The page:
The discovery of a bowl brooch from the Viking era near Grue, Norway, by an intrepid metal detectorist shows how hobbyists and archaeologists can work together.

The secrets of Innlandet 

Innlandet County, just northeast of Oslo, where Norway borders Sweden, has long been known for its finds from the Viking Age

It's here, for example, that the now world-famous team at Secrets of the Ice, pioneers in the field of glacial archaeology, is based. 

Additionally, Glåmdalen is the name of the valley formed by the Glåma, one of the major rivers in the region, and a term often used today for the combined areas of Solør and Odalen. 

By the Glåma, the municipality of Grue is characterized by forests and agricultural activity. 

The forests would have provided ample wood for settlers. The area around the lake of Røgden is believed to be one of Norway's earliest population centers, as well as a hub of early Finnish migration. 

The agricultural activity means that unless you're exploring the remote heights of Innlandet, home to Norway's highest peak, Galdhøpiggen, there's a high likelihood of disturbances. 

Any historical treasures you might find here have likely been affected by farming machinery or man-made development.

Discoveries here are by no means rare. 

Speaking to The Viking Herald, metal detectorist Per Erik Engebretsen described his extensive searches in this particular area of Glåmdalen. It was here that he stumbled upon what the Norwegians call a skålspenne, or bowl brooch. 

Found in Grue, just west of Norway's border with Sweden, the Viking bowl brooch is believed to be part of a pair, often worn on the chest area of Viking women's attire. Photo: Per Erik Engebretsen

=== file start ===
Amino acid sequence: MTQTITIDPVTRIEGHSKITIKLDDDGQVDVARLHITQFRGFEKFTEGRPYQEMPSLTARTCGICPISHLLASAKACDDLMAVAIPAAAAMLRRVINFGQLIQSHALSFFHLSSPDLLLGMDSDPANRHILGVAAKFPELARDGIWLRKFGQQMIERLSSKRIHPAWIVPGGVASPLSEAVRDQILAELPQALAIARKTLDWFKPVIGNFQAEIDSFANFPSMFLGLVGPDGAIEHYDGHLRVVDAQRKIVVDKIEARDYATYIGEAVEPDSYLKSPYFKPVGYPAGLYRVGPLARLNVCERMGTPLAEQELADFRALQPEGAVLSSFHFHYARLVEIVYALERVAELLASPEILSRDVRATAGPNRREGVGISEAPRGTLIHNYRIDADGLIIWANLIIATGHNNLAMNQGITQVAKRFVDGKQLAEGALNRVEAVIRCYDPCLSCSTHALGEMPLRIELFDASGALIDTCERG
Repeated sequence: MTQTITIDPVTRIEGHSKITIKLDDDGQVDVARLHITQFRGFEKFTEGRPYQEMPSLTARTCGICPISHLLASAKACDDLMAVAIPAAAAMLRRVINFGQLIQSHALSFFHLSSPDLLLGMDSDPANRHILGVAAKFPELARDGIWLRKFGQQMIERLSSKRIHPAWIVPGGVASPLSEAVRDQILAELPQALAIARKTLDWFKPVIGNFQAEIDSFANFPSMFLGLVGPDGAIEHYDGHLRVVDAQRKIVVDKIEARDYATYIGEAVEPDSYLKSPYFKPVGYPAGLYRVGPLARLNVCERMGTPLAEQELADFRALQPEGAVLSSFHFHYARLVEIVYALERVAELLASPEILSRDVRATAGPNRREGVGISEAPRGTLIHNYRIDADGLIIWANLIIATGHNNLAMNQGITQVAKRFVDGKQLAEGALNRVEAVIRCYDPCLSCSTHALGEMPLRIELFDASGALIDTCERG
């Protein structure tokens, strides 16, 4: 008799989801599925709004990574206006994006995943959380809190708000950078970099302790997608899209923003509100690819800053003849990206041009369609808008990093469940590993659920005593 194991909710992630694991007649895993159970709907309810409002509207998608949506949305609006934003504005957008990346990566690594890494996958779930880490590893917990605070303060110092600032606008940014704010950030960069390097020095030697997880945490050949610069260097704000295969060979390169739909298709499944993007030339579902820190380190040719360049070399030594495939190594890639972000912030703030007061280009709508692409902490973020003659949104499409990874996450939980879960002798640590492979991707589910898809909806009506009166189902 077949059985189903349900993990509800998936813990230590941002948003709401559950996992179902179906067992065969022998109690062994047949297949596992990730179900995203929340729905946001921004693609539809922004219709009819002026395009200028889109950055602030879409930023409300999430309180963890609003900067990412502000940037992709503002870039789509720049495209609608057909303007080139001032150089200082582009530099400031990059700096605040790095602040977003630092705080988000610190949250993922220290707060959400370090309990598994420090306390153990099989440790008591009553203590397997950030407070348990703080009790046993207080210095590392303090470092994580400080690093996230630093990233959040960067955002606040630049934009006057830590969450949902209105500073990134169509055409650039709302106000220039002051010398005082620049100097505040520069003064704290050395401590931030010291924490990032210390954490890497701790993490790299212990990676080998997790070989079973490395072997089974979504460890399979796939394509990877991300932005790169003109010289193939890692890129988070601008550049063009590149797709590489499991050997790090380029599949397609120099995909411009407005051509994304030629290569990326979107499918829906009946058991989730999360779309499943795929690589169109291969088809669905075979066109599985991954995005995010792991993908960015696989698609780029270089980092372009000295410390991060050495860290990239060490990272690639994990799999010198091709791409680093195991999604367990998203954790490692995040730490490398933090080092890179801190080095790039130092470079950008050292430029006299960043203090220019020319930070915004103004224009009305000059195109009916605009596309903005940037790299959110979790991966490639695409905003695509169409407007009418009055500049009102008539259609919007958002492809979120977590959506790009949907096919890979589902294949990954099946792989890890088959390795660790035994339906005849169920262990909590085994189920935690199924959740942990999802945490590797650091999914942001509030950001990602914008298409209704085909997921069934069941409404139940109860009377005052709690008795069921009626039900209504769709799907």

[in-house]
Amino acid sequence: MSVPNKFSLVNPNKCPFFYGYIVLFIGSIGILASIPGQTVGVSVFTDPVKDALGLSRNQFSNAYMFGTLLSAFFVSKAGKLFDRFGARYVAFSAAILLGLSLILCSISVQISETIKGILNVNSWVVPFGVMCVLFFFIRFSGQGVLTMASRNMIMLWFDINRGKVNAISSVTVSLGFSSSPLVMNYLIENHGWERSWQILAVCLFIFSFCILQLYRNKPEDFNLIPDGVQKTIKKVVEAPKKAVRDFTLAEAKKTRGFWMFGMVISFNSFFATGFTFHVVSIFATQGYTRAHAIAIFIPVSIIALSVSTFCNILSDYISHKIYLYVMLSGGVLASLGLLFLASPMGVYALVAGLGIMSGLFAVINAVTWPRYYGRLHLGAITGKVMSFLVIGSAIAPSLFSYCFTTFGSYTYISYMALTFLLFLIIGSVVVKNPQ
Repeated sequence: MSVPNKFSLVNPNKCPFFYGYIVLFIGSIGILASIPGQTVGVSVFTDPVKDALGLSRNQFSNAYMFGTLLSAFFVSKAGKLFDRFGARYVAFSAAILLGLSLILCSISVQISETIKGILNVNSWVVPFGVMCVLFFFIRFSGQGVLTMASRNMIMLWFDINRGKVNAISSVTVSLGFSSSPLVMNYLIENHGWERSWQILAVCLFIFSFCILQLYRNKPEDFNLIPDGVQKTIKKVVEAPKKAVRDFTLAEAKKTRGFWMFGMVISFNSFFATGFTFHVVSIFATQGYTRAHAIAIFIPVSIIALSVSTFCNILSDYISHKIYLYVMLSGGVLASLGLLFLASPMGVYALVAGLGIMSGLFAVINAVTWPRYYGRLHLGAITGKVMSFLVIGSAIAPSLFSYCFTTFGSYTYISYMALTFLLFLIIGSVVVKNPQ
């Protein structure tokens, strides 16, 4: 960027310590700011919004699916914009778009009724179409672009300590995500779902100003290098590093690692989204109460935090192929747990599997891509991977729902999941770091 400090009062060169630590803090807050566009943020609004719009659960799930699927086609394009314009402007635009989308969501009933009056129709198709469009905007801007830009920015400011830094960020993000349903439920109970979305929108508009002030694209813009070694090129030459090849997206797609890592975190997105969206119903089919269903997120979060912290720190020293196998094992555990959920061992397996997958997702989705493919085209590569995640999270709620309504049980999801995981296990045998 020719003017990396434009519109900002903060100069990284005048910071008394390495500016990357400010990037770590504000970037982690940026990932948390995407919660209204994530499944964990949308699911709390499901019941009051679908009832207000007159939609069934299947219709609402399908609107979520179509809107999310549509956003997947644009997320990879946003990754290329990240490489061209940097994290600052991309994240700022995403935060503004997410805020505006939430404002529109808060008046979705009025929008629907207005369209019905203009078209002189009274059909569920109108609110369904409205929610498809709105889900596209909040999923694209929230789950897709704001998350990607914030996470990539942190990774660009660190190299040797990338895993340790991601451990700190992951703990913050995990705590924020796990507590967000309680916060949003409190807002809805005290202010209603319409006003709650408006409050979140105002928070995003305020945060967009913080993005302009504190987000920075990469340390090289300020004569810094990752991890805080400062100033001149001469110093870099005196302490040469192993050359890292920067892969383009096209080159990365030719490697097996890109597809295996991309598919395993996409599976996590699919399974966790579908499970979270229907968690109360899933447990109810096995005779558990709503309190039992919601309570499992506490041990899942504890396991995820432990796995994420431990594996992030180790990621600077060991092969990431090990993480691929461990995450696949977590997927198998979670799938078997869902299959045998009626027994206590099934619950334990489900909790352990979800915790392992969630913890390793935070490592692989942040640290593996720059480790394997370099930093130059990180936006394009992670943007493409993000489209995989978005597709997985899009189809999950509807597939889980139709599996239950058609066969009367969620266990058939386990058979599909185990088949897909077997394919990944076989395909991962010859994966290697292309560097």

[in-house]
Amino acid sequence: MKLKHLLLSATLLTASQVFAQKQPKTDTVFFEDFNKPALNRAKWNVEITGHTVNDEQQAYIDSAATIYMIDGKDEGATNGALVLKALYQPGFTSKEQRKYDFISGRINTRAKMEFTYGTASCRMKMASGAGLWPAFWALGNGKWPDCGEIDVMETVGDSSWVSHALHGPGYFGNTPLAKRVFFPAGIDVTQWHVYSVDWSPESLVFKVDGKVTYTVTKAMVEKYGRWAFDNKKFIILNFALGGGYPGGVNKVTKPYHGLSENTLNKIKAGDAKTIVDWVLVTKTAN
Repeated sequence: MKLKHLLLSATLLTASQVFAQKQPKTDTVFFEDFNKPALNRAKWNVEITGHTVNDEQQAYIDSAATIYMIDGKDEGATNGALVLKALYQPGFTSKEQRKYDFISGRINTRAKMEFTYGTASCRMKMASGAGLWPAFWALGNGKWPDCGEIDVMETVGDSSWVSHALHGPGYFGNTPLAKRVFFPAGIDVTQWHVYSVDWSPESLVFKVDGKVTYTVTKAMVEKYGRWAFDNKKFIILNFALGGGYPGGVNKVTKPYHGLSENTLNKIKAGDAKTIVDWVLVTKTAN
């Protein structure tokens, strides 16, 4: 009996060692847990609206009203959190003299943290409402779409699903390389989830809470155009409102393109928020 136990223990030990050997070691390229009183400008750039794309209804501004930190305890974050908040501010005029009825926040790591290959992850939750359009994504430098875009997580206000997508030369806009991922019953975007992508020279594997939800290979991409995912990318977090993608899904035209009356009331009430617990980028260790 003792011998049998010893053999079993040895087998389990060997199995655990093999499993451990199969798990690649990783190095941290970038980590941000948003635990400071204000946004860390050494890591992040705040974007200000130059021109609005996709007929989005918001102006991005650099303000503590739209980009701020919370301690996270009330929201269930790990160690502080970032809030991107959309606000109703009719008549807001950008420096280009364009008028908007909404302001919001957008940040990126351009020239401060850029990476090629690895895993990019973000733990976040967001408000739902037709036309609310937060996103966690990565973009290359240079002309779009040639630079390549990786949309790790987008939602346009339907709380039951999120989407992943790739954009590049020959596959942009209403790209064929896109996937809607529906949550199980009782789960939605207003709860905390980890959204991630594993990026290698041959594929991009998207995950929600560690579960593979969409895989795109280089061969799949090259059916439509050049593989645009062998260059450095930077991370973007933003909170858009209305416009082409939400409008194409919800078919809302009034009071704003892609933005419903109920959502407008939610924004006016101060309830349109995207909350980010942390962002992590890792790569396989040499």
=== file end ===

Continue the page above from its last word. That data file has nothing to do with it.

Old maps and rare finds 

"This is a field where there have been several burial mounds," said Per Erik. 

"But according to records, these were destroyed in connection with the railway development at the end of the 19th century. The same earth was also bulldozed quite a while back."

"I have searched a lot in this field and made a lot of discoveries there. Several bowl buckle fragments, among other things. I have also found a special isosceles buckle in what's known as borrestil or the drill style."

Following the correct protocol, Per Erik contacted the authorities immediately after his discovery. 

May-Tove Smiseth, archaeologist at the regional cultural heritage organization, Kulturarv i Innlandet, then took up the story:

"It's correct that Per Erik Engebretsen found a Viking-era bowl brooch late in September." 

Featuring intricate knotwork motifs, the Viking bowl brooch offers a fascinating glimpse into the fashion and style preferences of Viking women from the 9th century. Photo: Per Erik Engebretsen

"As stated in our guidelines for metal detecting, the find should be reported to us within 24 hours after discovery. They send us photos, coordinates, and information on where the find was made."

"We know that an old map from the 19th century shows a probable burial site with several mounds in the area where the brooch was found. The mounds were probably removed when the railway was built through the area in the late 1860s." 

These kinds of bowl (or oval) brooches are rarely found intact, especially in cultivated lands where agricultural equipment often leaves just fragments. 

Bowl brooches were worn by Viking women at or below each shoulder, both as a fashion accessory and as a practical accouterment as they held in place whatever they were wearing. 

Since these brooches always come in pairs, it suggests that another matching item should accompany the one recently found by Per Erik. 

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